The group's humble beginning occurred on February 22, 1942 at Duncan Field near San Antonio, Texas. Eighteen enlisted men and one Captain formed the entire unit. However it wouldn't be long before the 317th tenant squadrons would acquire the venerable Douglas C-47 Skymaster and the familiar drone of rotating props would become forever synonymous with the 317th.

In July of 1942, the Army redesignated the unit the 317th Troop Carrier Group. After receiving several months of training in and around the southern United States, the group had grown into a viable component of America's defense machine. In December of that same year, they departed for Australia in support of World War II.

The Army Air Corp quickly stripped the 317th of their new C-47s upon arrival, and in turn gave them the battered aircraft of the veteran 347th Troop Carrier Group. With an assortment of damaged C-47s, C-60s, and cargo versions of the B-17, the 317th set about their mission.

As the Japanese pounded the airdrome at Wau, New Guinea, the 317th endured monsoon conditions, flying low level supply drops to the Australian Army engaged on the airfield in hand-to hand combat. The mission cost the 317th three aircraft and several men, and for their actions they received their first Distinguished Unit Citation (DUC).

Spear heading a combined airborne-glider offense in June 1945, the 317th released allied elements over northern Luzon (Philippines). Enemy anti-aircraft fire was intense, forcing the group to make repeated passes over the drop zone. Soon the Japanese forces were weakened to the point of defeat. And once again the 317th was awarded the DUC for their outstanding performance.

Cold War

In 1948 with the war finally at an end, the 317th participated in one of the most widely known humanitarian efforts in history, the Berlin Airlift. From May through July the group air-dropped food supplies to the citizens of the Soviet blockaded city. Once the blockade had been lifted and their mission was complete, the 317th inactivated at Rhein Main Air Base, Germany in September.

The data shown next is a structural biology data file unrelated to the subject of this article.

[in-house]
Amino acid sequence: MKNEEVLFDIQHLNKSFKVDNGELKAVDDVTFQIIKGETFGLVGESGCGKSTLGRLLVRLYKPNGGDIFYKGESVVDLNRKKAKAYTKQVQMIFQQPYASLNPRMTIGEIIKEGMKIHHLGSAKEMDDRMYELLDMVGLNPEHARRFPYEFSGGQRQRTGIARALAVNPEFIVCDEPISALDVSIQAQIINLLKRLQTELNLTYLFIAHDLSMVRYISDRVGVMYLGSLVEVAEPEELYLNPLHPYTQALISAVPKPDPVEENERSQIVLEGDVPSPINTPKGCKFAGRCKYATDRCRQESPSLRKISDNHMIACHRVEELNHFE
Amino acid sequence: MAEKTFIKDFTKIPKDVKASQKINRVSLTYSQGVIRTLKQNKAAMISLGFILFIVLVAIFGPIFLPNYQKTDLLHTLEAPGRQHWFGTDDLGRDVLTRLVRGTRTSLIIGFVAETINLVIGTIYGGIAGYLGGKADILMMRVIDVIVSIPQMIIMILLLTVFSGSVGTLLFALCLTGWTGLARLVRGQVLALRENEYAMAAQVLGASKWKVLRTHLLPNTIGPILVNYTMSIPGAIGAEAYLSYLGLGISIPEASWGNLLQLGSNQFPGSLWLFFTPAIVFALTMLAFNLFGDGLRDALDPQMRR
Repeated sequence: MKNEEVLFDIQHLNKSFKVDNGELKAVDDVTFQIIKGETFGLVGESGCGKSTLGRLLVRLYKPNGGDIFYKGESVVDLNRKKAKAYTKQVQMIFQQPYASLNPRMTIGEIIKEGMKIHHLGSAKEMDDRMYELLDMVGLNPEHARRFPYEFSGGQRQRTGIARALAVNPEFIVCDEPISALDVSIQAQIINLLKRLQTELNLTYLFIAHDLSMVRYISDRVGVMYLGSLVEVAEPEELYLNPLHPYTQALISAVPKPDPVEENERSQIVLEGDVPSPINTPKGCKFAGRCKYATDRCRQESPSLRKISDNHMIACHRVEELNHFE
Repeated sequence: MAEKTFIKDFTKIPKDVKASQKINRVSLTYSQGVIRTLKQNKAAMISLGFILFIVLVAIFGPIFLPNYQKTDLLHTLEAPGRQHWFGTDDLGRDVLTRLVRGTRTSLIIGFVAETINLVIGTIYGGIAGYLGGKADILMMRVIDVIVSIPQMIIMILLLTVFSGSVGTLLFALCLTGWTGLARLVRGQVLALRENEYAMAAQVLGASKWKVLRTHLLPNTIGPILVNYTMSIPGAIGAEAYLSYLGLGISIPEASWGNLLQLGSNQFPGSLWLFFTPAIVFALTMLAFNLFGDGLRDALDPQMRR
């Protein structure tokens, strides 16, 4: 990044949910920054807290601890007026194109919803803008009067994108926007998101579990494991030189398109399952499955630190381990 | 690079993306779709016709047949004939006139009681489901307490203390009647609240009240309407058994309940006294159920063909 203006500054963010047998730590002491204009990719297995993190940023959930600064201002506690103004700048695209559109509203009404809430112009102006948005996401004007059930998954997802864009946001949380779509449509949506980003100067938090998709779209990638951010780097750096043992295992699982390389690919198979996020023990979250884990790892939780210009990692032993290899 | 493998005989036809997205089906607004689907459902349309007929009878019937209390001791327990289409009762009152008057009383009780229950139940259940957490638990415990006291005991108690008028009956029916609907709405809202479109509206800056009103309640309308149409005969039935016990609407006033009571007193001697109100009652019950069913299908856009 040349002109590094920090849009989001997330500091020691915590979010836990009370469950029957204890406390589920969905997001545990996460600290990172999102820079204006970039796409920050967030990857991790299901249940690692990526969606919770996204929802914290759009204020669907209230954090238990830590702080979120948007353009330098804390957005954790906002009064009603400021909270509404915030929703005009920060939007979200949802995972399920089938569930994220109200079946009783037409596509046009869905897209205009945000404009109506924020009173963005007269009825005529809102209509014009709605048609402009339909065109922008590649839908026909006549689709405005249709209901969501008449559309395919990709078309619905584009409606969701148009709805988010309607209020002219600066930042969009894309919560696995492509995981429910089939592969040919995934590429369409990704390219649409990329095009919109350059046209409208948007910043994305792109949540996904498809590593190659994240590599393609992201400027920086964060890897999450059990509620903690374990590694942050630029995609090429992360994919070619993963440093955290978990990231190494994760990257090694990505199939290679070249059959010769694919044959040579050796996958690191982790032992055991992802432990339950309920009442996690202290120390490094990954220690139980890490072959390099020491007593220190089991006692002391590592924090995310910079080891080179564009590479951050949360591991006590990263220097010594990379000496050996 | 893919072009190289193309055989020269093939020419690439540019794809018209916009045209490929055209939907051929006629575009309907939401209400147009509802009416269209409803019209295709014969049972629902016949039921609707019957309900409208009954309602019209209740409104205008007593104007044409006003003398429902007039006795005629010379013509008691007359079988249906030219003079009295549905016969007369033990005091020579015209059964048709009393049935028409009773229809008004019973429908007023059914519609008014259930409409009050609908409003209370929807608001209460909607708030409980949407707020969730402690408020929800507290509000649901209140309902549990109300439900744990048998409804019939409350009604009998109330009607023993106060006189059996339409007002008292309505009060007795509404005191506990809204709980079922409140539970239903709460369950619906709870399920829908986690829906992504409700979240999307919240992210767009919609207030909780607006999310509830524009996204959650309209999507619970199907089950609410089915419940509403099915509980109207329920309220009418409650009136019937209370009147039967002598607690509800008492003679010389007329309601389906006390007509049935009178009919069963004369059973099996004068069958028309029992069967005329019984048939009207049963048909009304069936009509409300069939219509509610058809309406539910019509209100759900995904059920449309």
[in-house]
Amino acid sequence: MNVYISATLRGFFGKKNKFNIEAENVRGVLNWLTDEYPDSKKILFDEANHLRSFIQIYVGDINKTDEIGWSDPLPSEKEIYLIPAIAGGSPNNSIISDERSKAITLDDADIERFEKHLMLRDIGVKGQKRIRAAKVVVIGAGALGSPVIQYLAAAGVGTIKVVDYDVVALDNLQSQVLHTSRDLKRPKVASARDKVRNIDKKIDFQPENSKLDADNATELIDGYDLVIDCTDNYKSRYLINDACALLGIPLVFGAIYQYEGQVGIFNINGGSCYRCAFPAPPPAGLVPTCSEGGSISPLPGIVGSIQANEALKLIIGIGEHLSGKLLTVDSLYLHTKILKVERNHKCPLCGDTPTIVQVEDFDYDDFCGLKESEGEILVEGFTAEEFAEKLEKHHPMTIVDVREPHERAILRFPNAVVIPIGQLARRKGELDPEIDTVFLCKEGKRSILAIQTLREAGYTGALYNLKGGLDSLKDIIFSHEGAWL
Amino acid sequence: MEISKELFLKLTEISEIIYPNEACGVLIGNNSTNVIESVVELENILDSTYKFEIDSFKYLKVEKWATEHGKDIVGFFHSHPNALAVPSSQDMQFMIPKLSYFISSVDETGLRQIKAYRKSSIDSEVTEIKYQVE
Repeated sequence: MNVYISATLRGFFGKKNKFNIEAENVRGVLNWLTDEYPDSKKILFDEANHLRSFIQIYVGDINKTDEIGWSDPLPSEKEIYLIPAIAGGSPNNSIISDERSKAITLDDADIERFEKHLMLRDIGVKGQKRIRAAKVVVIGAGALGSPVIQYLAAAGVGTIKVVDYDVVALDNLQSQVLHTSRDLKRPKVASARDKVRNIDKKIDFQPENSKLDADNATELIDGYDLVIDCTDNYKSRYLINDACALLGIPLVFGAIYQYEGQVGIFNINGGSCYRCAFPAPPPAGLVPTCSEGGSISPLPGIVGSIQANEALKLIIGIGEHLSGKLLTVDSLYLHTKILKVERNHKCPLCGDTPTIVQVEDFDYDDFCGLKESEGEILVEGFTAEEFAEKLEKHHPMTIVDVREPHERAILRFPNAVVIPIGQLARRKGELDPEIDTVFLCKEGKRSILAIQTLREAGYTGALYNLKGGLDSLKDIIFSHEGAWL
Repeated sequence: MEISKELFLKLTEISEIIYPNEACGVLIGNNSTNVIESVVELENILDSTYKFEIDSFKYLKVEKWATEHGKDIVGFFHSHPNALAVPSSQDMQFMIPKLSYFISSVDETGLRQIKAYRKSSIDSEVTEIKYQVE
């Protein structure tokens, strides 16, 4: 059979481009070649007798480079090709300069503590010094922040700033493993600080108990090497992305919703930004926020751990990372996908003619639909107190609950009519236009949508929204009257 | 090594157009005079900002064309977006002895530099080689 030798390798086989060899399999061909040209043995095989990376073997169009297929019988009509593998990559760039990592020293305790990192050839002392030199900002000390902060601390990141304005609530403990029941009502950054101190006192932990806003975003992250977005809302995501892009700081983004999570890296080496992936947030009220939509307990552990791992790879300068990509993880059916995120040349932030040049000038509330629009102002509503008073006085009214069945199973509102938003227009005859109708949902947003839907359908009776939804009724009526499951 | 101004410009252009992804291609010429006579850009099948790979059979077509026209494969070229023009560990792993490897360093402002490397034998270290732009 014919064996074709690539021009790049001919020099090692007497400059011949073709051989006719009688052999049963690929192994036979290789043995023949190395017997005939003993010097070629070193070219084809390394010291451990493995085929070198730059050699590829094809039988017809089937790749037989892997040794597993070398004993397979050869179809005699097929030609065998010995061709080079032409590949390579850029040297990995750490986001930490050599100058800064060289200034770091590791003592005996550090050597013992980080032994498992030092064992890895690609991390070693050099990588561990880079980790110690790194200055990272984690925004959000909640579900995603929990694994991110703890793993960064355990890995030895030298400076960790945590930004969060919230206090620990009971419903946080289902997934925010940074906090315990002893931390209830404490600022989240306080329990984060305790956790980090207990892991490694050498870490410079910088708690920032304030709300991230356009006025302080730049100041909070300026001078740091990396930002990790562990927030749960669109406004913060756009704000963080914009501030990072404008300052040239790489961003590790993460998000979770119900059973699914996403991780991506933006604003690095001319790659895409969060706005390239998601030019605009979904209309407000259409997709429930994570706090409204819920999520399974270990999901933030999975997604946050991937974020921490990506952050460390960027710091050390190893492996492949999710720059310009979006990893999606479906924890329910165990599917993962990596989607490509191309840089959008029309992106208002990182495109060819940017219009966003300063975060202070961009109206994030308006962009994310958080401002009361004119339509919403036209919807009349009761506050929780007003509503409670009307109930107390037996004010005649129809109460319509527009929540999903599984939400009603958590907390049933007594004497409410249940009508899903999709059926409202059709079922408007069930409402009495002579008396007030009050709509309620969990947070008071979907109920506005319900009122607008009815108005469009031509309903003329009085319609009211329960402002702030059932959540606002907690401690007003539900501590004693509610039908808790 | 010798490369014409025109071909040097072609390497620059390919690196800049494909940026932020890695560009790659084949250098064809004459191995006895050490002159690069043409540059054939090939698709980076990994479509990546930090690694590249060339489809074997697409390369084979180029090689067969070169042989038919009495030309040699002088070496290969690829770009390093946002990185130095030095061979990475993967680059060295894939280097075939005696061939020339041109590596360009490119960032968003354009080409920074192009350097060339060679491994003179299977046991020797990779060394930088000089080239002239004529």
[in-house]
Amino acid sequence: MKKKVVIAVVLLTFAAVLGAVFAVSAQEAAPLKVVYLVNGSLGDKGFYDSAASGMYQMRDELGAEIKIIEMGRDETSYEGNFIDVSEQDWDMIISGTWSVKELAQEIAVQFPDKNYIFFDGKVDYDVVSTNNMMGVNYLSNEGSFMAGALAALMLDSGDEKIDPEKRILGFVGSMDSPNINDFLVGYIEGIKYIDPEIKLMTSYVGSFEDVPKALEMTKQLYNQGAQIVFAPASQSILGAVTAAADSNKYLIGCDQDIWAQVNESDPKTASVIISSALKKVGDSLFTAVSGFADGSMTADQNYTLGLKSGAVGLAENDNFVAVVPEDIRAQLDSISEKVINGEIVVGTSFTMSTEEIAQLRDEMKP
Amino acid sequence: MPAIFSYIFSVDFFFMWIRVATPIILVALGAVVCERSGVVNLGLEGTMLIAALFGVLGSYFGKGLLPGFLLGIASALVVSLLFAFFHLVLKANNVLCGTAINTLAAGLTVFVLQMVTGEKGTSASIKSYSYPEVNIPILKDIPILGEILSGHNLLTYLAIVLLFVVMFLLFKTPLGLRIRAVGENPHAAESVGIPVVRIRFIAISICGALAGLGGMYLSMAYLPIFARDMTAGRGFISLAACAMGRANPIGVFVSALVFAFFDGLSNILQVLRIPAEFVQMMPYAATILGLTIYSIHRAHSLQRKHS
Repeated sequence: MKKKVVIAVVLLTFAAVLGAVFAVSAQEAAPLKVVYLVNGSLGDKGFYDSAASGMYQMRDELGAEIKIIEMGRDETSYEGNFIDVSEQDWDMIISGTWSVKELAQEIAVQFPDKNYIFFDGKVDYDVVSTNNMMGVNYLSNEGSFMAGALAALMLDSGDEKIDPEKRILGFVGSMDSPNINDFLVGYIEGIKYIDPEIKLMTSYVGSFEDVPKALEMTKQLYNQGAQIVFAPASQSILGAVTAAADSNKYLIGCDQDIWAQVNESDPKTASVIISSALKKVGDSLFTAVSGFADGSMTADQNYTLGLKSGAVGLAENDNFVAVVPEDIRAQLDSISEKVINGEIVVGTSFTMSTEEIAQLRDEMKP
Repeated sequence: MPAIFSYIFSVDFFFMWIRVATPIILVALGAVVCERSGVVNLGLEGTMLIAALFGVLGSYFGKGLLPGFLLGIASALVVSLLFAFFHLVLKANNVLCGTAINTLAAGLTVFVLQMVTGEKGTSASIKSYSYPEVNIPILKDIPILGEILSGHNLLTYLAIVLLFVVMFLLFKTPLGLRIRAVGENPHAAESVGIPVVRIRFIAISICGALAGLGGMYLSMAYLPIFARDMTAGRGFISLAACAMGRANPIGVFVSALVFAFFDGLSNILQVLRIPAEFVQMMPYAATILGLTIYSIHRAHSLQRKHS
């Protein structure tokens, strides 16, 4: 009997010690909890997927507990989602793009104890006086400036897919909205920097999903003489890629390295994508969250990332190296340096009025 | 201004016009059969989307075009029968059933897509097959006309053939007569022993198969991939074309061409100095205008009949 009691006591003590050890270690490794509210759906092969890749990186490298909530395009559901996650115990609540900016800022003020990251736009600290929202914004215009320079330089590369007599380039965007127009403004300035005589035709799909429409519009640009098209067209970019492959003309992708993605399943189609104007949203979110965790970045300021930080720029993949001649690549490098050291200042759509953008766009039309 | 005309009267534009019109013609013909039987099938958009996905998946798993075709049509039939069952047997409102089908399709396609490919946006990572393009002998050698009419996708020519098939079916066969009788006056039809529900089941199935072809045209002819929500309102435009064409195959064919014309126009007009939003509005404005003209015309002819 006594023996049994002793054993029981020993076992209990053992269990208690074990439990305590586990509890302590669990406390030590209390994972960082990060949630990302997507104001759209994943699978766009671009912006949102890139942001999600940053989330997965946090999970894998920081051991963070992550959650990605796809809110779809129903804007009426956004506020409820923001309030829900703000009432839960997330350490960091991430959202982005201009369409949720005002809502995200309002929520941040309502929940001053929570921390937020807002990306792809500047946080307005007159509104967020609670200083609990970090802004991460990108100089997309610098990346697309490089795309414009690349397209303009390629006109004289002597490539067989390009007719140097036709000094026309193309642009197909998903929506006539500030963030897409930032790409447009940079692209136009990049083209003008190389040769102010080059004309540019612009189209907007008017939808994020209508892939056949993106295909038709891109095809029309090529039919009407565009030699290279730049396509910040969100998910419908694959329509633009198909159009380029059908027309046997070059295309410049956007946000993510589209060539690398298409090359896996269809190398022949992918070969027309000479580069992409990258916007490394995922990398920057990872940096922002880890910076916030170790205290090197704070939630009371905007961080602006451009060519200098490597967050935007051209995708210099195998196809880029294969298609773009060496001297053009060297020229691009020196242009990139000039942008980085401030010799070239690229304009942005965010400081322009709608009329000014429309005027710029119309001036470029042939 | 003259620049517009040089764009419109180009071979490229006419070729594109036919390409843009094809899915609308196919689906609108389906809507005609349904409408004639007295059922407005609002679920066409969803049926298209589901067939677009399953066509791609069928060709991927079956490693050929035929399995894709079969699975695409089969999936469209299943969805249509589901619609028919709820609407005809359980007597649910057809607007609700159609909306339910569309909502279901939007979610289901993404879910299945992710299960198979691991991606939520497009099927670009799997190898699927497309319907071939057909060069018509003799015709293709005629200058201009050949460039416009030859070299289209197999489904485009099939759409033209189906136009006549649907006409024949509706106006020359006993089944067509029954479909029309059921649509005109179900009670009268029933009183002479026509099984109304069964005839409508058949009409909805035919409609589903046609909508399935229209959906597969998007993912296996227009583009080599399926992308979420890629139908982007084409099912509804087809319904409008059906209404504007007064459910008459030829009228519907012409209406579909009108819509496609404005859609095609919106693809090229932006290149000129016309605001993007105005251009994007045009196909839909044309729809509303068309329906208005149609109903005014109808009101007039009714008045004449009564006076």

In July of 1952, the Air Force reactivated the 317th at Rhein Main as the 317th Troop Carrier Wing. It became the first Air Force unit assigned to the North Atlantic Treaty Organization (NATO). Now flying C-119 "Boxcars", the 317th relocated to Neubiberg Air Base near Munich in 1953. Shortly after their arrival at the Bavarian base, newer C-123 transports arrived to compliment the C-119s.

The 317th continued to fly many humanitarian missions and support NATO airborne units throughout Europe. They airlifted life rafts, tents, and emergency food supplies to flood victims in the Netherlands, and aided thousands of earthquake victims in Italy, Greece, Pakistan and Yugoslavia among many others.

Post Vietnam era

Trained aircrews in adverse weather delivery system AWADS) equipment for a C-130 squadron in Europe 1978-1980.

See also

References

PD-icon.svg This article incorporates public domain material from websites or documents of the Air Force Historical Research Agency.

  • Maurer Maurer (1983), Air Force Combat Units Of World War II, Office of Air Force History. ISBN 978-0405121944

External links